America’s chief negotiator for peace in Afghanistan, Zalmay Khalilzad, visited Pakistan on Friday, a day after he briefly suspended peace talks with the Taliban in Qatar in retaliation to this week’s attack by the insurgent group on the largest U.S. military base in Afghanistan.
Khalilzad met Foreign Minister Shah Mehmood Qureshi in Islamabad and briefed him on the U.S.-Taliban discussions in the Qatari capital of Doha, said a Pakistani statement.
“We hope the U.S.-Taliban negotiations will resume soon,” Qureshi was quoted as saying, apparently in reference to the disrupted talks that had only recently restarted.
Qureshi reaffirmed Pakistan’s resolve to continue to play its “facilitating" role in the Afghan peace process and emphasized again the conflict in the neighboring country had no military solution.
Khalilzad later met with Pakistani military chief General Qamar Javed Bajwa in the neighboring city of Rawalpindi where the army is headquartered. “Regional security situation with particular reference to (the) ongoing Afghan reconciliation process was discussed,” the army spokesman said.
Taliban leaders maintain close contacts with Islamabad, and their families also live in Pakistan among nearly three million Afghan refugees the country still hosts.
Wednesday’s suicide car bomb-and-gun attack on the Bagram base mostly caused Afghan civilian casualties in nearby civilian localities and did not harm U.S. and NATO forces.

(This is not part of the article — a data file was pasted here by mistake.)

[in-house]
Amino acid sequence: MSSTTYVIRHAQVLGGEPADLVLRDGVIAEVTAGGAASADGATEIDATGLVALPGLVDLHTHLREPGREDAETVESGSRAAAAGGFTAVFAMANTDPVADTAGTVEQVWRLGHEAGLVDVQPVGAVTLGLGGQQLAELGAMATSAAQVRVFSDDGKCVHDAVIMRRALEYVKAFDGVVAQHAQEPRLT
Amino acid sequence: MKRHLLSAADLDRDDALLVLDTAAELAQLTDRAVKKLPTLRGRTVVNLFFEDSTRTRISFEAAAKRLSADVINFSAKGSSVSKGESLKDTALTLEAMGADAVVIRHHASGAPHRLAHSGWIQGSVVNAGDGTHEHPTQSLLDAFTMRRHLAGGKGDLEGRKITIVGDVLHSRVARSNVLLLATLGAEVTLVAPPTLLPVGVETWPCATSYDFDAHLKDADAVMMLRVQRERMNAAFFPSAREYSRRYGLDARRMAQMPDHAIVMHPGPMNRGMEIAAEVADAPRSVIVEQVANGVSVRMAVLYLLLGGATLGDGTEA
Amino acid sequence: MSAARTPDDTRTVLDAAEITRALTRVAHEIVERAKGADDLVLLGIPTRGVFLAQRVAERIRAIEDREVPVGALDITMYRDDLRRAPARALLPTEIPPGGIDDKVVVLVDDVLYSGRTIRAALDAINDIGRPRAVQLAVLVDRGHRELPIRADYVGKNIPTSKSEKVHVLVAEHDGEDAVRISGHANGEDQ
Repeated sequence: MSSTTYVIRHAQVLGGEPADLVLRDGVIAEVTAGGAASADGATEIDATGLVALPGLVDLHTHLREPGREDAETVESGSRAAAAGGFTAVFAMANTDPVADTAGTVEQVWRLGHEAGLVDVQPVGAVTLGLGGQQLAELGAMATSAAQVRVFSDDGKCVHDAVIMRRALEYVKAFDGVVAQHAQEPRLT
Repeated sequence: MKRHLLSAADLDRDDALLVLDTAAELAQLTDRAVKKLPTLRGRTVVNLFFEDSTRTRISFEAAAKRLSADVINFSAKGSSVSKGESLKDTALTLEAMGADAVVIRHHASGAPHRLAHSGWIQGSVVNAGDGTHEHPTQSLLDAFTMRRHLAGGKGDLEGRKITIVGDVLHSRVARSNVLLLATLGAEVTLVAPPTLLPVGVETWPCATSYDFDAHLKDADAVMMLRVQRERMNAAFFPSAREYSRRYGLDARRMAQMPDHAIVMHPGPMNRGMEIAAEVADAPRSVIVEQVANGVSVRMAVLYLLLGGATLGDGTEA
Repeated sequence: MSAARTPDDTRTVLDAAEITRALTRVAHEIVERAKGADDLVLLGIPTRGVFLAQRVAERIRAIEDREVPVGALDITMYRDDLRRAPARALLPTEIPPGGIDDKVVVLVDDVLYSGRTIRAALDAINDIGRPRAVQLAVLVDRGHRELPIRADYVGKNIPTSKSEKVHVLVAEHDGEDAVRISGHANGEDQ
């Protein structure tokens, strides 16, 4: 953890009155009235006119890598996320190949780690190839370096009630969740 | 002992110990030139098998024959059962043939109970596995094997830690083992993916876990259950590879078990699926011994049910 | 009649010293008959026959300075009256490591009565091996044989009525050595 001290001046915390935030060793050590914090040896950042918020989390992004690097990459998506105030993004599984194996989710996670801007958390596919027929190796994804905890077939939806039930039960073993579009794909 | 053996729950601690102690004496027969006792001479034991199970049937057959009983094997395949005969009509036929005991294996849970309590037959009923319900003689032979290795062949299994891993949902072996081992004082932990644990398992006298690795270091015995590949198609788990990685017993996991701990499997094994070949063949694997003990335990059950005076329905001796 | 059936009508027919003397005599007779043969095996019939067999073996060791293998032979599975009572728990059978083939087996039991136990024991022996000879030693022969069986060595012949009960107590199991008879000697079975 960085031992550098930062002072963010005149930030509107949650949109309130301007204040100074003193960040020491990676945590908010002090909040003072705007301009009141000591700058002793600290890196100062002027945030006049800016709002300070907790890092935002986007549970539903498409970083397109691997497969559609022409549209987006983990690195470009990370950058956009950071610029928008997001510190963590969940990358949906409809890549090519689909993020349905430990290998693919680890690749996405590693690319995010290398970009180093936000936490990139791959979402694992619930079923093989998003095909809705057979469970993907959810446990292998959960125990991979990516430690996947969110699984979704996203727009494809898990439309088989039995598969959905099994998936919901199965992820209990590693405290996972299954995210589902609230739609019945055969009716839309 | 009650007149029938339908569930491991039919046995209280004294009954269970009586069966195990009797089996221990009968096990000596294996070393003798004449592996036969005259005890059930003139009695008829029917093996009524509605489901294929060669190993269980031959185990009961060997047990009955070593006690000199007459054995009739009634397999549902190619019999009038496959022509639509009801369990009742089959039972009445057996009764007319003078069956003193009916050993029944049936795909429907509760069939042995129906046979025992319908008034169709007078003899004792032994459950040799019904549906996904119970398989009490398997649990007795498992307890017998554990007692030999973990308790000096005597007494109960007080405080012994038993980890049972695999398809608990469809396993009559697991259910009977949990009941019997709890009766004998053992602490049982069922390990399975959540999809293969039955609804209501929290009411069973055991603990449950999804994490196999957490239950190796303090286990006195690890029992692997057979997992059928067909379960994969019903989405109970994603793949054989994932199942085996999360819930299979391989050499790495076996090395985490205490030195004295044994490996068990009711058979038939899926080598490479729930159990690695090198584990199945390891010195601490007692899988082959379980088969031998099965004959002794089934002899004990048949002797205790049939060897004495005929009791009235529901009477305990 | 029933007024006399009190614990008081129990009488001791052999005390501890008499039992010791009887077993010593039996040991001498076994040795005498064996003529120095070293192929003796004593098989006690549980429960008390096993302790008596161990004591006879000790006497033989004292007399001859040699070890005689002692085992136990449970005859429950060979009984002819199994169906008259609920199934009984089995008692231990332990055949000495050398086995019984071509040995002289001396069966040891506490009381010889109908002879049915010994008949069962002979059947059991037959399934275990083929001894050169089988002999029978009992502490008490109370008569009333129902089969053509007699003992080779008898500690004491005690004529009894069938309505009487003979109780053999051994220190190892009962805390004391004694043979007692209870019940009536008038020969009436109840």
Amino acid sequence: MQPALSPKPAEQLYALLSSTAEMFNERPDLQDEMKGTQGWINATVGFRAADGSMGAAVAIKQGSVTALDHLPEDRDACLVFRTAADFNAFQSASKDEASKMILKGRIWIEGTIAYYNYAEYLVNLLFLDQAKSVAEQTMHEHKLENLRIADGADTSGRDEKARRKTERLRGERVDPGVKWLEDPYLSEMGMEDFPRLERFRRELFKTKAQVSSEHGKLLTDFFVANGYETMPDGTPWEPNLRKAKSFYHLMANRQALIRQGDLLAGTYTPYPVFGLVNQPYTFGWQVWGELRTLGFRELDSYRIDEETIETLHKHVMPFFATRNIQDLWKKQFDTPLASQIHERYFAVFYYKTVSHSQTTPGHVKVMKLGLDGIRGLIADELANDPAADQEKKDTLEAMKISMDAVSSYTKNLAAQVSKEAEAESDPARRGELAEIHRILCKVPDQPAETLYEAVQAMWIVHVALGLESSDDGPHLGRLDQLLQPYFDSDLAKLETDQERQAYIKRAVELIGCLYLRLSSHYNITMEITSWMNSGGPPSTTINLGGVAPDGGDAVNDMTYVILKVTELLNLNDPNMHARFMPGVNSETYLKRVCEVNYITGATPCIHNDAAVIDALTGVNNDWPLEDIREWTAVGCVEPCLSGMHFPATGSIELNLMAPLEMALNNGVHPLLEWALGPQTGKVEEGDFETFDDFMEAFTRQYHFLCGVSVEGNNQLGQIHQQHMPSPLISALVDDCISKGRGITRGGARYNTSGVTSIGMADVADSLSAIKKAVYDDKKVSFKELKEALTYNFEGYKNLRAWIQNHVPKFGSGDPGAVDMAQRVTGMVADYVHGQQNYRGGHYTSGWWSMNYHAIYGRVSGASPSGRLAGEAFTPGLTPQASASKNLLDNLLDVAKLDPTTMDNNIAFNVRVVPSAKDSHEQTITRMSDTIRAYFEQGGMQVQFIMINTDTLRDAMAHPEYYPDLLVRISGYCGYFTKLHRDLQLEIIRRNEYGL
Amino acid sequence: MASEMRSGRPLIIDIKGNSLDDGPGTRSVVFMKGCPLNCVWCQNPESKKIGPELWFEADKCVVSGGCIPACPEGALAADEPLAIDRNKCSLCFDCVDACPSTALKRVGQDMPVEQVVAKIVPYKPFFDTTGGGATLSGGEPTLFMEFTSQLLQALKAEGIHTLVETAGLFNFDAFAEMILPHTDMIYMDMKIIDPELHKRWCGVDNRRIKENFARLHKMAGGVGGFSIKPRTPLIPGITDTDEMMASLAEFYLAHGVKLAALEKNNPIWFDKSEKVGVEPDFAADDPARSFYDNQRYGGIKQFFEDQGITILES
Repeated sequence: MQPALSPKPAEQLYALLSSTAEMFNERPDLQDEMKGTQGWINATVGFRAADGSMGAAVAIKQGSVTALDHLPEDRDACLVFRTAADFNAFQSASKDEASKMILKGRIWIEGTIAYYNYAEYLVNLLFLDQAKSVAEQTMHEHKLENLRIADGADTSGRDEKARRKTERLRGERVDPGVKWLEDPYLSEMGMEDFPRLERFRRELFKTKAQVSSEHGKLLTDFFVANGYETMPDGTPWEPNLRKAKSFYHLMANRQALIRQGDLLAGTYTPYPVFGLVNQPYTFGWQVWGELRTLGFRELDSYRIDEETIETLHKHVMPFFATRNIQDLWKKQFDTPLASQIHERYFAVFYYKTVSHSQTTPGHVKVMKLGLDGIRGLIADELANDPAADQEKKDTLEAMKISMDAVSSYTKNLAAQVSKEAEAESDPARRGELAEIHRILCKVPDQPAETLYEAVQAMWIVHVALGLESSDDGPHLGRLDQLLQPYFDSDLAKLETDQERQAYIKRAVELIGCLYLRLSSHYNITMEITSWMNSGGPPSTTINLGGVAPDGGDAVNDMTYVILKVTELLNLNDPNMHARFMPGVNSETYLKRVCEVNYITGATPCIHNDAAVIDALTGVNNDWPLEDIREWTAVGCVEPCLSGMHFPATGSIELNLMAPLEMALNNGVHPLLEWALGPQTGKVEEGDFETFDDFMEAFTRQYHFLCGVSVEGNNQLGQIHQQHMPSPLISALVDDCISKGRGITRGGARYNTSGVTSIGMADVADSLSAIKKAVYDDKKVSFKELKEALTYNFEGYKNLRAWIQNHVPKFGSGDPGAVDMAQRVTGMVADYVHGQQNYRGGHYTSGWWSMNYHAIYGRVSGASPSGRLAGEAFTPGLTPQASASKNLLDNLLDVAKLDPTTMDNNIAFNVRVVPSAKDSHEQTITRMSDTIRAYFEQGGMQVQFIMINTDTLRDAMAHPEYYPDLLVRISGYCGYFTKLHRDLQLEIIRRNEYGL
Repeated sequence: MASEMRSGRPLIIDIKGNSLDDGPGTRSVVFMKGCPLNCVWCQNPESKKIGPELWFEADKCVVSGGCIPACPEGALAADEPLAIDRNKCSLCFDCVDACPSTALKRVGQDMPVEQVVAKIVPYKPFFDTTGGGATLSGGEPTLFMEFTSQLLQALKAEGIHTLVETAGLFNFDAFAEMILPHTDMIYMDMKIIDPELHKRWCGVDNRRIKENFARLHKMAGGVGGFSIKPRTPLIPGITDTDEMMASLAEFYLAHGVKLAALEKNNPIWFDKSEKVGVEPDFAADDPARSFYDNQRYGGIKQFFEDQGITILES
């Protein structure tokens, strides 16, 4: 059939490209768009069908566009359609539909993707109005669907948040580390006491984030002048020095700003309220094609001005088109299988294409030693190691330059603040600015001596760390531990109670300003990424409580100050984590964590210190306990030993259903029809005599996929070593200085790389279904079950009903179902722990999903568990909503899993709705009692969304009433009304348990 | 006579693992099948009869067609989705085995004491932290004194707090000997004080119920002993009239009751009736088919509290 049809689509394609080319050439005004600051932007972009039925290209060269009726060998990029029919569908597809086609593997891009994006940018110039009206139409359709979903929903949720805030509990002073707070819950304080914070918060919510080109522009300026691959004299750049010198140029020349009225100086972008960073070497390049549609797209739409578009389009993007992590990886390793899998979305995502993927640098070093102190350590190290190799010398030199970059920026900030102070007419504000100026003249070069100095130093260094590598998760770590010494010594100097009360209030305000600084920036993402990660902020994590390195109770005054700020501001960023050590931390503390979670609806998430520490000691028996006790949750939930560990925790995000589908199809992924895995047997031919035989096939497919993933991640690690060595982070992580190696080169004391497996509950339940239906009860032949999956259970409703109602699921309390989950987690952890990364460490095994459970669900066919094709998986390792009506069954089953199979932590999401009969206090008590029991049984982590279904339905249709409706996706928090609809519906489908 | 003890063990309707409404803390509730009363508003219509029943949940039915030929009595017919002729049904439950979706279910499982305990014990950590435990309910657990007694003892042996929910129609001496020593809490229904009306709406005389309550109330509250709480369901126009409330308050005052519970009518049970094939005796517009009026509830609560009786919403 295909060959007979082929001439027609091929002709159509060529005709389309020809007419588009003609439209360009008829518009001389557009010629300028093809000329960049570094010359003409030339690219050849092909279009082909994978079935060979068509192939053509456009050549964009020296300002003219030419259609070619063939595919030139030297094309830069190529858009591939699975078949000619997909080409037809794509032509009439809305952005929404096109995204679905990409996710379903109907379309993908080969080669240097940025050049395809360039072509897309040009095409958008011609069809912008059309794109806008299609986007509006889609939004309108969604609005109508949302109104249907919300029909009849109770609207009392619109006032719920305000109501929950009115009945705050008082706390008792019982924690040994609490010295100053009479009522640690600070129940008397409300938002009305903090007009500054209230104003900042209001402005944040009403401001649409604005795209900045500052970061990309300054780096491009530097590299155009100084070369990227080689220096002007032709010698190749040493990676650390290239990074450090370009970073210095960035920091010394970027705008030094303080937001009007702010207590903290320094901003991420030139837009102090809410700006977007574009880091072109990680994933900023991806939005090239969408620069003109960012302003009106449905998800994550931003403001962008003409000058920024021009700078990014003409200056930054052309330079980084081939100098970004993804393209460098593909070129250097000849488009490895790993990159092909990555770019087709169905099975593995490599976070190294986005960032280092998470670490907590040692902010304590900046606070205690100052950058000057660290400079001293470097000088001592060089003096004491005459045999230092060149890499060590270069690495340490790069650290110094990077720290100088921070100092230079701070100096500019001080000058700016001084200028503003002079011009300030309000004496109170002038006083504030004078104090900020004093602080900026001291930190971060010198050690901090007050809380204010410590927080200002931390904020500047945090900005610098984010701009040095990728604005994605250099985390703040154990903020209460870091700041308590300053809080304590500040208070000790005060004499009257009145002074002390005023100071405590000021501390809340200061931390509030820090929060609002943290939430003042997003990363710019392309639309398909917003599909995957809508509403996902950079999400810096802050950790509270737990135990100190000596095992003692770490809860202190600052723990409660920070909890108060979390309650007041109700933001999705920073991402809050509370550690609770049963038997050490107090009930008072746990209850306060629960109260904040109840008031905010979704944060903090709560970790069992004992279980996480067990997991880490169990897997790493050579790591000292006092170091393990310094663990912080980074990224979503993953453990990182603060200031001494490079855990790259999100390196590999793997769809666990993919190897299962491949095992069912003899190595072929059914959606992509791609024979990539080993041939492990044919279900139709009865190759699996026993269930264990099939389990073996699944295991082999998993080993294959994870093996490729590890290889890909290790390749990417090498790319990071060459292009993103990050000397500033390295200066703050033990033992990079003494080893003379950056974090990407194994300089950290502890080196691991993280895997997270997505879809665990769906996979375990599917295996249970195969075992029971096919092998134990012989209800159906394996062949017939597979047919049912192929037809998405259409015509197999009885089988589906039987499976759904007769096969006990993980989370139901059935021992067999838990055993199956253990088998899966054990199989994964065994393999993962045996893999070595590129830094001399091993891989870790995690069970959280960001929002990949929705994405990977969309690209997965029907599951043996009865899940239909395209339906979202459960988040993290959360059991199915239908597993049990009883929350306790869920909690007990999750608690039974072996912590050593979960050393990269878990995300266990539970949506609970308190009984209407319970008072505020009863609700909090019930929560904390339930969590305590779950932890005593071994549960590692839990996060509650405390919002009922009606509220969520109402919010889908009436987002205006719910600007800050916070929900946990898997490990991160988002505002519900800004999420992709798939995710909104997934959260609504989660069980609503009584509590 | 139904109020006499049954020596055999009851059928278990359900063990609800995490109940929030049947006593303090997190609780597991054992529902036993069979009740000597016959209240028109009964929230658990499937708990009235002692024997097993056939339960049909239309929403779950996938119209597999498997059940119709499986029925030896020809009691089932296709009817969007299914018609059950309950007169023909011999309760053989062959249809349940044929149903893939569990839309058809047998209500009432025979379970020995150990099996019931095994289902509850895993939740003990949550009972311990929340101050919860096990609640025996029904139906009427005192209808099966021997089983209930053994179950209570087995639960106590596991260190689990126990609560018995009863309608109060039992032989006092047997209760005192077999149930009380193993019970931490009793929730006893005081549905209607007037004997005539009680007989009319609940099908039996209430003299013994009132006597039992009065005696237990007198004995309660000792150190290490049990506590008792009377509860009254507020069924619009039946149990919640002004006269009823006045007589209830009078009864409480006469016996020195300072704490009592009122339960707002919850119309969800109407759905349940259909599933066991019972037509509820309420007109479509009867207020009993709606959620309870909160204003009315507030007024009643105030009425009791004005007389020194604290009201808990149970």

The Taliban swiftly took credit for staging the assault.
“When I met the Talibs today, I expressed outrage about yesterday’s attack on Bagram, which recklessly killed two and wounded dozens of civilians. (The) Taliban must show they are willing & able to respond to Afghan desire for peace,” Khalilzad tweeted Thursday after his meeting with insurgent negotiators.
“We're taking a brief pause for them to consult their leadership on this essential topic,” the Afghan-born U.S. envoy emphasized.
Hours earlier, Taliban spokesman Suhail Shaheen in a his tweet insisted the two sides wrapped up nearly a week of peace negotiations in a “good and positive” atmosphere, and with an agreement to resume the talks after “a few days and internal consultations.”
The disruption in the talks comes as a roadside bomb Friday ripped through a minivan in the eastern Ghazni province, killing at least ten civilians. There were no immediate claims of responsibility for the bombing in the province, the site of almost daily clashes between Taliban insurgents and Afghan security forces.
The negotiations restarted last Saturday, three months after President Donald Trump abruptly suspended the process, citing increased insurgent attacks in the Afghan capital of Kabul that killed an American soldier, among others.
Insurgent sources said that in the meetings in Qatar over the past six days, Khalilzad and his team pressed the Taliban to reduce violence or declare a cease-fire and enter into intra-Afghan negotiations aimed at finding a political settlement to the war.
Khalilzad is trying to seal a U.S.-Taliban agreement that would lead to Afghan-Taliban negotiations to permanently end decades of hostilities and enable all international forces to leave the country.
Shaheen stated again earlier this week that once a troop-withdrawal agreement is signed between the Taliban and the U.S., insurgents would observe a cease-fire with U.S. and NATO forces to facilitate their departure. A nationwide cease-fire with Afghan security forces, he said, would be on the agenda when Afghan-Taliban negotiations begin.